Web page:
June 20, 2008

U.S. Under-20 national team coach Thomas Rongen continues his periodic analysis on the European Championship. Rongen is a former Dutch national-team player and veteran of the NASL. He made his name in America with head coaching gigs with four Major League Soccer franchises.

Pay attention to what Germany accomplished in Thursday's shocking 3-2 quarterfinal win over Portugal, because it's a harbinger of what's to come in the knockout rounds. The lesson is this: What you've accomplished in the group stage doesn't necessarily translate into one-off situations. Big-game experience becomes huge, and the key to winning is your mentality. You must be able to manage games over the entire 90 minutes. Germany is a great example, and Italy is another team that falls in line -- you can't count an experienced team out just because it did poorly in the group stage.

In Germany's case, its coach made the necessary adjustments -- Joachim Löw switched from a traditional 4-4-2 formation to a 4-5-1 to take advantage of Portugal. If you can match your foe and shut down their strengths, you'll come out on top. Germany effectively negated the speed of Cristiano Ronaldo and played to the strength of its own players. Now, a lot of teams will try the same.

Now that Portugal is out, the biggest star at the Euros -- Ronaldo -- is done for the tournament. So who do we hang our hat on now? The rules change completely. Individual talent and flashy offensive skills mean very little in the knockout stages. Now, the savvy players who can affect games the most will emerge as the stars.

At this point, you've got to pay attention to Germany's Michael Ballack. I've said it before, and I'll say it again: Ballack has been huge on both sides of the ball. He scores goals, he's involved in the offense, but he also helps out on defense. At the end of the day, it's two-way players like that who will be remembered. Croatia's Luka Modric is another player with similar qualities.

Some other players to watch at this stage are Italy's Daniele De Rossi, the Netherlands' Wesley Sneijder -- who's been terrific -- or even Russia's AndreiArshavin, who made an immediate difference against Sweden in his first game back from suspension. Don't get me wrong, Ronaldo is a great player, and was touted as the biggest star at the Euros for all the right reasons. But he's not the kind of player who's able to take a team on his shoulders and carry it to the finals, as Fabio Cannavaro did for Italy at the 2006 World Cup. Believe it or not, it's easier to dominate a league over 38 games, as Ronaldo did, than to be the go-to guy when the pressure is on.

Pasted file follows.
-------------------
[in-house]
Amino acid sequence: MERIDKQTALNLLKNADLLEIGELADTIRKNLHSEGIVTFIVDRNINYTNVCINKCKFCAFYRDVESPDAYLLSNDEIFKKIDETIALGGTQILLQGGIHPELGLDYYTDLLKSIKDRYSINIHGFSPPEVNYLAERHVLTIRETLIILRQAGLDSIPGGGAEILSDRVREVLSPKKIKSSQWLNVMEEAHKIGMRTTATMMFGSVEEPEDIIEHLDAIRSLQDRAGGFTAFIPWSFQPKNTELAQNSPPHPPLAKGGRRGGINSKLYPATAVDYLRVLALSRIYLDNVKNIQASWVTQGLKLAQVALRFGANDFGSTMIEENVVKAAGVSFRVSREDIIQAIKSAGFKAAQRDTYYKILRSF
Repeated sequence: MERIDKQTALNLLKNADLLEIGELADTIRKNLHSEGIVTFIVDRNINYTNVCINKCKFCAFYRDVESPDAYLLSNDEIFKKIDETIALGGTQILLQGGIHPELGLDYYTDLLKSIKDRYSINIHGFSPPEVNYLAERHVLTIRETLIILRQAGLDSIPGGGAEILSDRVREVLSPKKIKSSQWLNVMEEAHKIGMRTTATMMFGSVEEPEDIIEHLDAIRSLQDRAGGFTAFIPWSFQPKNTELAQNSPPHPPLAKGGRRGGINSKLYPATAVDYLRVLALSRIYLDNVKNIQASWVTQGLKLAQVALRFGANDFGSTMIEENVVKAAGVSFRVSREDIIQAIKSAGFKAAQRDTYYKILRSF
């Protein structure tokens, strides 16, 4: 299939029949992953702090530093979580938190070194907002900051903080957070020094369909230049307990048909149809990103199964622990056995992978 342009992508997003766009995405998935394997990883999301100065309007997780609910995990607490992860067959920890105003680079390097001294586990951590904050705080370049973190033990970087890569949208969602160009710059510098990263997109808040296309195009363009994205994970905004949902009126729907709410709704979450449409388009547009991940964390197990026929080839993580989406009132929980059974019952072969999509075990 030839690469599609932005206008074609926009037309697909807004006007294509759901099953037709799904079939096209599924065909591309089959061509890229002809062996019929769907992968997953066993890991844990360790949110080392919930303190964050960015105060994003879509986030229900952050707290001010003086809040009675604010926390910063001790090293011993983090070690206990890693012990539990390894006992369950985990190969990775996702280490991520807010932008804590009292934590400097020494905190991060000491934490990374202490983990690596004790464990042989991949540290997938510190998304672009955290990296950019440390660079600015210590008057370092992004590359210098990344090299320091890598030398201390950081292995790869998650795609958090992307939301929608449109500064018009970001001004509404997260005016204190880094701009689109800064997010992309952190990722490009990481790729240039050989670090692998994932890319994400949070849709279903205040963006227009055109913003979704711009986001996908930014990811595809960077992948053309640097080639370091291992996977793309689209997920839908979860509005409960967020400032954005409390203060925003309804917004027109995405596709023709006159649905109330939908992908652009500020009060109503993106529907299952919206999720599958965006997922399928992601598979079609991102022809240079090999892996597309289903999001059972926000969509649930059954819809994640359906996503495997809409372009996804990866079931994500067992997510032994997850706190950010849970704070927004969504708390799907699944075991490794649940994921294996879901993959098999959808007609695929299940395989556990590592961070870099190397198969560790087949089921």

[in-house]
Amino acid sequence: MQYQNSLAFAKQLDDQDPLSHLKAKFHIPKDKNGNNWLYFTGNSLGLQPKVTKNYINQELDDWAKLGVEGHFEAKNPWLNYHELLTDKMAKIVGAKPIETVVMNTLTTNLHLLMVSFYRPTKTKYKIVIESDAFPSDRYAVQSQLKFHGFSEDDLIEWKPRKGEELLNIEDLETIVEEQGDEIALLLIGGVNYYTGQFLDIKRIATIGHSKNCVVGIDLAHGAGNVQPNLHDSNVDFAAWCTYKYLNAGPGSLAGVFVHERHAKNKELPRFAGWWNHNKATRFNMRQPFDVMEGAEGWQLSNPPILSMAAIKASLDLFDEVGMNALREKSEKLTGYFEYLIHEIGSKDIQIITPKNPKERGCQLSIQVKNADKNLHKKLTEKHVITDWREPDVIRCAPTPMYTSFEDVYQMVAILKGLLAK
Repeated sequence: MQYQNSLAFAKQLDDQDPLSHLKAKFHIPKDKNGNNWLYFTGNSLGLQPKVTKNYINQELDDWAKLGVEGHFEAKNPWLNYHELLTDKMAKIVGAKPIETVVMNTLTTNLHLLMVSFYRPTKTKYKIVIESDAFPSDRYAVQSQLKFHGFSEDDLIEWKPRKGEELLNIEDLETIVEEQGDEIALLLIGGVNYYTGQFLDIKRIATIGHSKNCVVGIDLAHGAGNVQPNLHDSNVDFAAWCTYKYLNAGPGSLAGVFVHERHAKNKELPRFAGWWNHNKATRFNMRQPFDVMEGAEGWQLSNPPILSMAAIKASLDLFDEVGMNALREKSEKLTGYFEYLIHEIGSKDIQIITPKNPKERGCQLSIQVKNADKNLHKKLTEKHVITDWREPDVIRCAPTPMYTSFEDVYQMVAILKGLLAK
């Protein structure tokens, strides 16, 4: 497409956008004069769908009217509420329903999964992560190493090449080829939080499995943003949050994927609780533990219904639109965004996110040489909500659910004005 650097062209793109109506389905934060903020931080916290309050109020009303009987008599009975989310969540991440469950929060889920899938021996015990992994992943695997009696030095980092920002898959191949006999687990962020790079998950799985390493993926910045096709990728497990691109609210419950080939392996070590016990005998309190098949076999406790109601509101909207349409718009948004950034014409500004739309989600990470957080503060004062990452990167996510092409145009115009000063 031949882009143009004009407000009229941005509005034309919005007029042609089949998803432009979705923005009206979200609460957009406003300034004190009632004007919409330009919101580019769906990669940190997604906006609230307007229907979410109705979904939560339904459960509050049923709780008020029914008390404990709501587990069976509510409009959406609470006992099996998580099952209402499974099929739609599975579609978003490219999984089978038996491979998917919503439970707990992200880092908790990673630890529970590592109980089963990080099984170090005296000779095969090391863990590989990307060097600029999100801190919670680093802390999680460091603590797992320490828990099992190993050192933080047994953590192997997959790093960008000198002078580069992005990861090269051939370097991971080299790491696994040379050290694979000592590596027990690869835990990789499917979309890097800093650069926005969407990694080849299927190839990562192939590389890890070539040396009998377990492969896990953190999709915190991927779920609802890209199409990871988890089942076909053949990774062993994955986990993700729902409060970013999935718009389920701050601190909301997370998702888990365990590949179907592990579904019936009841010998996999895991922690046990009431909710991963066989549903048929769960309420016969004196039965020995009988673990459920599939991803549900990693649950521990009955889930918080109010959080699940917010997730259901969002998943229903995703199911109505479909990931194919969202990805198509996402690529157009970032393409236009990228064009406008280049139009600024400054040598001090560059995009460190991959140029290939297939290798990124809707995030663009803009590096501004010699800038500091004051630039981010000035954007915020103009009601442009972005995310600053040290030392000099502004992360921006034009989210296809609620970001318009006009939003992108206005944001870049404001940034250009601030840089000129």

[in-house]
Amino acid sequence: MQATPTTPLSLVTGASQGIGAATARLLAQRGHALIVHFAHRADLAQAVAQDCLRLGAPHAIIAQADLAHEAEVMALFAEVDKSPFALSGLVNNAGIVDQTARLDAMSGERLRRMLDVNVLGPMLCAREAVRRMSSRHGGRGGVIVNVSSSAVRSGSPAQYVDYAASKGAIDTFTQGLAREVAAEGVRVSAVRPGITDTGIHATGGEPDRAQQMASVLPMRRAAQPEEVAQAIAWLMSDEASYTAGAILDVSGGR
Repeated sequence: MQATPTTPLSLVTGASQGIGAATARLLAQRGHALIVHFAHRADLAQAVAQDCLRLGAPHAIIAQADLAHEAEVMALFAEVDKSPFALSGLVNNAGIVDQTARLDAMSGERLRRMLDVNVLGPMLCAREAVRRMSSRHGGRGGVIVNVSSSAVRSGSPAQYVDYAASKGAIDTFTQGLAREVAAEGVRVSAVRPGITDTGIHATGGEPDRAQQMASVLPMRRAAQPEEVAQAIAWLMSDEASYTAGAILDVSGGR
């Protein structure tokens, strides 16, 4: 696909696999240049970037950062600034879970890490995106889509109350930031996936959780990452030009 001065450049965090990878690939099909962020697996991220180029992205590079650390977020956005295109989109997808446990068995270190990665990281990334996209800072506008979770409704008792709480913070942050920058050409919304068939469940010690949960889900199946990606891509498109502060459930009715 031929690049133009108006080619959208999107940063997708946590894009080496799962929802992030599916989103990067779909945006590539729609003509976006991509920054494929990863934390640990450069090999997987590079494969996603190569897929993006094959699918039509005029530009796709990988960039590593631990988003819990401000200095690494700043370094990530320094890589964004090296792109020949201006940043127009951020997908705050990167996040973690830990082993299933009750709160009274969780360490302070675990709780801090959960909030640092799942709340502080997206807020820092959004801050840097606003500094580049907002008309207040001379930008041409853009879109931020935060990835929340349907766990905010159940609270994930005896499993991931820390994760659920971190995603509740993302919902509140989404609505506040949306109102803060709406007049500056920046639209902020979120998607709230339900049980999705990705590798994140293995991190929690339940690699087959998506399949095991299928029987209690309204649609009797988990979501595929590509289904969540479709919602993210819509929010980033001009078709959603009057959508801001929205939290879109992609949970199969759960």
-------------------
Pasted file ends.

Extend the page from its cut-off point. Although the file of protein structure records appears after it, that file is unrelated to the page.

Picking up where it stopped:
The big story here is Russian manager Guus Hiddink coaching against his own country. But what's even more compelling is that these teams play almost identically: They're both slow-starting 4-2-3-1 formations that focus on the counterattack. Tactically, this matchup will be a wash. So at the end of the day, the individual players will make the difference. And though it's tempting to pick the upset, I just don't think Russia has the horses.

The quality is there tactically and technically, but it's hard to go further down the depth chart of guys who can make a difference outside of Roman Pavlyuchenko and Arshavin. The Dutch counter with at least four players who are proven difference-makers: Sneijder, Ruud van Nistelrooy, Arjen Robben and Robin van Persie. They have the edge in depth, too. When you can bring guys like Dirk Kuyt and Orlando Engelaar of the bench, that's huge -- in the late stages of a tied game, for instance, that's the difference.

Then again, Hiddink is the biggest wild card there is. He may well be the best coach in the world. Every team he has ever managed in big competitions -- in World Cups or European Championships -- has always made it to the second round, regardless of the talent on paper. That includes teams like South Korea and Australia.

This is a great matchup because of how different these teams are. It's flash vs. consistency. Spain (mostly) plays a traditional 4-4-2, with perhaps the best strike tandem in the Euros with David Villa and Fernando Torres. They've shown they move the ball extremely well and can blow you away with their midfield.

Italy, on the other hand, hasn't played well. But here's where the experience plays big. They're without captain Cannavaro and defender Marco Materazzi. Injuries have laid into the roster, and Andrea Pirlo and Gennaro Gattuso can't be counted on. But they have the depth to plug in Massimo Ambrosini and Mauro Camoranesi and can still lock down opponents in the biggest games. They proved that in their run to the World Cup title two years ago, even when they were one of the least-fancied teams.

Striker Luca Toni has been in great positions to score as well; sooner or later, he'll get on the board, and that's scary. This will be a tight contest, compared to the wide-open attacking affair Netherlands vs. Russia should be. In a mental battle, the Italians always have the edge.

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